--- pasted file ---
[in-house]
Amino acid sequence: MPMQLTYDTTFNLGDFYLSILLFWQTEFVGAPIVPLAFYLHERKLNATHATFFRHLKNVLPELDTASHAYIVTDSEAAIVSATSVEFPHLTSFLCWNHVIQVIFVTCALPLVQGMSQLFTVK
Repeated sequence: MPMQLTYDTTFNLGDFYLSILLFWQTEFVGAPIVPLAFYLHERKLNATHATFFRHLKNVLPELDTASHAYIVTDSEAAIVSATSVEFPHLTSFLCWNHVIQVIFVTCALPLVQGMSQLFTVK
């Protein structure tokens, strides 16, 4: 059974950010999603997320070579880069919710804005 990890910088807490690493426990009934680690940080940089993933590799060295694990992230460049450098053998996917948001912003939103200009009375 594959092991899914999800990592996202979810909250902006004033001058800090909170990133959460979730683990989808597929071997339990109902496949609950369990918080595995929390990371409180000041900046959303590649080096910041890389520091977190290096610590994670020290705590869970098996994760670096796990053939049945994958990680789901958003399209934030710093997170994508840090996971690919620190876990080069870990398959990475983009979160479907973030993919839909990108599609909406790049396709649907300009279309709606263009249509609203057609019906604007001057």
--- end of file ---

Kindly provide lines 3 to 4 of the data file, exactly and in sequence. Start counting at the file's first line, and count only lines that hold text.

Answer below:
Repeated sequence: MPMQLTYDTTFNLGDFYLSILLFWQTEFVGAPIVPLAFYLHERKLNATHATFFRHLKNVLPELDTASHAYIVTDSEAAIVSATSVEFPHLTSFLCWNHVIQVIFVTCALPLVQGMSQLFTVK
């Protein structure tokens, strides 16, 4: 059974950010999603997320070579880069919710804005 990890910088807490690493426990009934680690940080940089993933590799060295694990992230460049450098053998996917948001912003939103200009009375 594959092991899914999800990592996202979810909250902006004033001058800090909170990133959460979730683990989808597929071997339990109902496949609950369990918080595995929390990371409180000041900046959303590649080096910041890389520091977190290096610590994670020290705590869970098996994760670096796990053939049945994958990680789901958003399209934030710093997170994508840090996971690919620190876990080069870990398959990475983009979160479907973030993919839909990108599609909406790049396709649907300009279309709606263009249509609203057609019906604007001057």